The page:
Used Datsun 1600 review: 1968-1972
January 22, 2009
Bathurst conjures up images of Holdens and Fords racing around the Mount Panorama track but the great Bathurst race was once more than a race between our two biggest brands. Unlike today’s race, which has become more a marketing marathon than a showroom showdown Bathurst began as a mobile comparison test conducted in full view of the car buying public on the neutral ground of a racetrack.
Classes were based on sticker price, which made comparison both easy and relevant for anyone trying to decide which car to buy.
While the Holdens and Fords that now contest the annual 1000 km race are purebred racers that bear no relationship to anything we can buy there was a time when the cars that raced around Mount Panorama were available for sale to the public. They were stock standard or lightly modified production cars that were truly representative of what was rolling off the assembly lines at Elizabeth, Broadmeadows, Milan, Tokyo or Stuttgart.
Anyone interested in buying a small four-cylinder family car in 1968 couldn’t have helped but be impressed by the Datsun 1600 when it won its class in the Hardie-Ferodo 500 that year.
Datsun 1600s finished first, second and third in the class for cars costing between $1851 and $2250, beating home its Hillman and Morris rivals.
If that wasn’t enough to have buyers rushing down to the nearest Datsun dealer, finishing in the top five placings in the class in 1969 when it beat Cortinas, VW 1600s, Renault 10s and Morris 1500s must have done the trick.
The Datsun 1600 story doesn’t end with the 1969 race, however, as the little dasher won again in 1970 and 1971.
The Datsun 1600 arrived in our showrooms in 1968. It was a rather plain conventional three-box design, but its clean simple lines proved timeless and still look attractive today.
Look at a BMW E30 3-Series or a Toyota Camry from the late 1980s and you’ll see a similarity that can’t be denied. All three have stood the test of time, and still appeal.
Anyone who dismissed the Datsun 1600 as a plain family four-banger were doing themselves a disservice as under the skin lay all the elements of a fast little sports sedan.
Under the bonnet was an alloy-headed 1.6-litre four-cylinder engine that produced a very respectable for the day 72 kW at 5600 rpm, but it soon became clear to tuners that it would easily respond to modification.
In no time at all it became a favourite of sports minded drivers who wanted to participate in amateur racing or rallying.
The gearbox was a sweet shifting all-synchro four-speed unit.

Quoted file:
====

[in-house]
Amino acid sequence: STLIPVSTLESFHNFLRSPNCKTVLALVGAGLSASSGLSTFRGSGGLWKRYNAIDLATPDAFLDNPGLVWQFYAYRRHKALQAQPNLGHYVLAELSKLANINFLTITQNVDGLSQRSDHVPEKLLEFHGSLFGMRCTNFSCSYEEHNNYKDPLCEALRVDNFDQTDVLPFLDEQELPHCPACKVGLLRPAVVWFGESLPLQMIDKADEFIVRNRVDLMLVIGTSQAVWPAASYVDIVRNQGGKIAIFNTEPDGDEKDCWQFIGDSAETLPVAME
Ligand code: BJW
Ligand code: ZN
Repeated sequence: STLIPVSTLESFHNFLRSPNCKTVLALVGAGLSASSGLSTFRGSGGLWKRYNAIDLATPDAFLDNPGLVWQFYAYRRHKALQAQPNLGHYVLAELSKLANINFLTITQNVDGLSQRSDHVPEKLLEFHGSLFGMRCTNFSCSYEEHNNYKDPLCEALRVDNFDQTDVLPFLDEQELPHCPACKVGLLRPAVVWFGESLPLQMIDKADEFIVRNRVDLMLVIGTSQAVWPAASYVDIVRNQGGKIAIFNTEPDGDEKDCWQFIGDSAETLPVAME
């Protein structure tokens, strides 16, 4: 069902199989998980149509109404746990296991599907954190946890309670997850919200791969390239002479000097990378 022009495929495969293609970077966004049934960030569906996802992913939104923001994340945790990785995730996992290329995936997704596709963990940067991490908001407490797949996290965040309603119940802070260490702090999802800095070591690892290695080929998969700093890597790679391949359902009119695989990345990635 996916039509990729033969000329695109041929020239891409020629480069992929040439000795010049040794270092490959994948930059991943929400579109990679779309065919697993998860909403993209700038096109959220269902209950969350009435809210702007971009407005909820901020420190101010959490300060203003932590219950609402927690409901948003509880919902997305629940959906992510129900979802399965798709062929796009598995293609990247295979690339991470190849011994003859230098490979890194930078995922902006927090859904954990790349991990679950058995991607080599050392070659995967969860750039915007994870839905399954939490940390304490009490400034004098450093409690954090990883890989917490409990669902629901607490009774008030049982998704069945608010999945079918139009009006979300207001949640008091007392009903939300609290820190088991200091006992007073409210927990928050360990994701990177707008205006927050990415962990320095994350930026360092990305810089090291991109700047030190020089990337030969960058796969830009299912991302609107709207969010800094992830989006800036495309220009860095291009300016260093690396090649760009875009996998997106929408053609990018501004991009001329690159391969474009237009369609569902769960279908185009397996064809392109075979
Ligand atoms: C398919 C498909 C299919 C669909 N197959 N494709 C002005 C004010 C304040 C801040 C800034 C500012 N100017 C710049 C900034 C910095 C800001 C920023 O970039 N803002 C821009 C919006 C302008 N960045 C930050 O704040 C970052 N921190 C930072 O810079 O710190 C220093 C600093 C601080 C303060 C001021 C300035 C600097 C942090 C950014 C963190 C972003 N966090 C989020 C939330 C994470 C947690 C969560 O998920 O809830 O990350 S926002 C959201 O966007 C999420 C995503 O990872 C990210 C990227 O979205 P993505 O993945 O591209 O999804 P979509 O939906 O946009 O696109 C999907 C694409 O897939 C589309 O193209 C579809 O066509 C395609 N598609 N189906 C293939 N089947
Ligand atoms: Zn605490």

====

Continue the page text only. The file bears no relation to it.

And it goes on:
To see the full potential of the Datsun 1600 you had to look underneath where you’d find it had independent rear suspension. While the front was conventional MacPherson Strut the independent rear-end was quite remarkable for such a modest priced family sedan at the time.
What’s more the independent rear boasted ball-splines instead of the more conventional sliding splines that tended to bind when under torque. The ball splines ensured the Datsun’s rear suspension was smooth and friction-free.
Inside, the Datsun 1600 was rather spartan, although it must be remembered that most 1967 cars were spartan by today’s standards. Apart from criticisms that there were no armrests on the doors there were few complaints from contemporary road testers, who generally praised it for being better fitted-out than they would have expected for what was sold as an economical family car.
Many 1600s were used in motor sport, particularly in rallying, and they remain in high demand even today for historic rallying, but there are many that have been looked after and are now an attractive car for anyone wanting cheap reliable transport or for someone wanting a cheap and cheerful classic.
IN THE SHOP
Rust is the enemy of all old cars and the Datsun is no exception. Now 30 years old expect to find rust in the rear quarters, sills and the back of the engine bay if it’s been used as a road car, but look carefully for any damage that might have been caused by forest bashing in rallies.
The engine is strong, but because of its renowned strength many 1600s have been abused, so look for signs of use, like oil smoke, oil leaks, engine rattles etc. Many engines have been replaced with later 1.8-litre and 2.0-litre Datsun/Nissan engines.
Gearboxes and differentials are strong, but again many have been replaced by units from later models.
The standard disc/drum brake set-up was sufficient for normal road use, but many 1600s now sport heavier callipers and four-wheel discs for much more effective braking performance in motor sport.
The Datsun interior stands up quite well to the harsh Australian sun. The crash pad survives well as do most other parts.
• plain but appealing styling
• robust motor that can be uprated
• independent rear suspension
• rust in rear quarters, sills and engine bay